Biographical Database of Australia

Victualling Lists

Index :

General Information

Victus: food, sustenance. Victual: Whatever is normally required or may naturally be used for consumption to support life; food or provision of any kind. [The Shorter Oxford English Dictionary on Historical Principles, ed. C.T. Onions, George Newnes Limited, London, 1933].

It was essential that government provide all persons on the First Fleet with food and clothing upon arrival, and also for many others arriving in the early years of the colonies. The non-arrival of the storeship Guardian nearly led to the starvation and abandonment of the new colony at Sydney during 1790. [Ref: The Last Voyage of the Guardian – Lieutenant Riou, Commander 1789-1791. Edited with an introduction by M.D. Nash. Pub. By Van Riebeeck Society, Cape Town, 1990].

A Government store was set up which housed imported provisions, clothing, bedding and utensils. As the colony began to grow food, the store bought produce from private farmers. From about 1804 some government clothing was made by convict women at the Parramatta Female Factory.

Initially the entire colony was “on stores” (that is, rationed from the public stores). As convicts were distributed to private citizens as servants or farm labourers, they were taken off stores and supported by their employers. Some land grantees and their families were allowed to remain on stores for a limited period while they cleared their land and began to grow food.

As the colony expanded, government stores were established in the towns such as Parramatta, Windsor, Liverpool, Bathurst etc. and each kept their own stores victualling list. Peoples’ names were added as they went ‘On’ and were crossed through when their time to receive stores expired – ‘Off’ stores. A number of musters show if a person was ‘On’ or ‘Off’ stores.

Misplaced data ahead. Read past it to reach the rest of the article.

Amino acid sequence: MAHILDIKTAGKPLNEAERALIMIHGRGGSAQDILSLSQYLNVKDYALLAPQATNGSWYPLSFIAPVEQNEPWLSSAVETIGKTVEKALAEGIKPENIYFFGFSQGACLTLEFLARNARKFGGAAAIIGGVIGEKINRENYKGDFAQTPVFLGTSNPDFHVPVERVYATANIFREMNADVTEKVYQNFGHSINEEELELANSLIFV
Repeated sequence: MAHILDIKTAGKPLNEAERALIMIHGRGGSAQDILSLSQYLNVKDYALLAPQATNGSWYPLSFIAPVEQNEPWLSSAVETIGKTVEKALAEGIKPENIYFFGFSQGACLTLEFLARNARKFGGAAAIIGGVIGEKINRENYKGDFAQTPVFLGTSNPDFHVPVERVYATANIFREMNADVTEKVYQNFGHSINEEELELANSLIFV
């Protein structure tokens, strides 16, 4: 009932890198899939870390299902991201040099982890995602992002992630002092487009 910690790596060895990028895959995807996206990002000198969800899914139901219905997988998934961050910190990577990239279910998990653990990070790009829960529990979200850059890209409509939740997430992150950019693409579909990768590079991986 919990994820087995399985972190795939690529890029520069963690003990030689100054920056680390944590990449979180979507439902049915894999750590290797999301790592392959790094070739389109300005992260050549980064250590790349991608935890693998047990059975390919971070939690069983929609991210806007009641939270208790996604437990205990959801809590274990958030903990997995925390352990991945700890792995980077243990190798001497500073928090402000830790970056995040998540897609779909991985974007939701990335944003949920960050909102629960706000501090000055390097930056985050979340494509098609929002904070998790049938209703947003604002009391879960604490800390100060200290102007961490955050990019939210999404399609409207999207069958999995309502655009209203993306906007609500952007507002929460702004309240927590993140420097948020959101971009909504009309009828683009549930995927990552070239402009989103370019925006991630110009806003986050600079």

Exactly one month after the arrival of the First Fleet in Sydney Cove Commissary Andrew Miller drew up a document titled “A List of Persons who have been Victualled from His Majesty’s Stores, commencing the 26th day of February 1788, with the Births, Deaths and Discharges  to the 17th November 1788”.

The list did not include:

  •  The small contingent of 23 settlers (seamen, marines, convicts and two surgeons), despatched to settle Norfolk Island earlier in February.
  • The crews who remained on the fleet’s naval and merchant ships anchored in Port Jackson (the crews were victualled separately from their own ships’ stores).
  • Some male convicts and one female convict who absconded into the bush almost immediately after landing. Several probably sailed with La Perouse’s French ships. The rest died in the bush, with the exception of John Wilson, who learned survival skills from from the Aboriginal population and was accepted by them.

But the list was in effect the first complete muster of the population, comprising more than 1,000 officials, marines, convicts, wives and children who were to remain in the colony. The document allowed the commissary to account for public expenditure on rations, clothing, utensils and other store items distributed to the people from temporary storehouses near the shores of Sydney Cove. Each individual was allocated to a mess of six persons who collected the rations and clothing on behalf of the others in an orderly roster similar to routines followed on the ships. Cooking was done at communal kitchens.

Between 1788 and 1795 returns of the civil establishment were compiled and in November 1791 a return, signed by Commissary John Palmer, was sent to England giving a population count at Sydney and Norfolk Island. It gave the numbers of the militia, civil establishment, settlers, convicts and people on rations – either fully or in part dependent. [Ref: HRA, (I) I, p.298]. Similar returns were made in 1792, 1793 and 1794.

Between 1792 and 1796 a victualling list was kept for Norfolk Island listing convicts, the military, settlers, free persons, civil officers and all children. A similar list survives for the island for 1802. Yet another Norfolk Island list survives from 1805, though it has been labelled (perhaps wrongly) as a muster. On the mainland a victualling list dated roughly 1812-1822 has survived for the Windsor district.

Information page compiled by Malcolm Sainty and Michael Flynn, August 2013.

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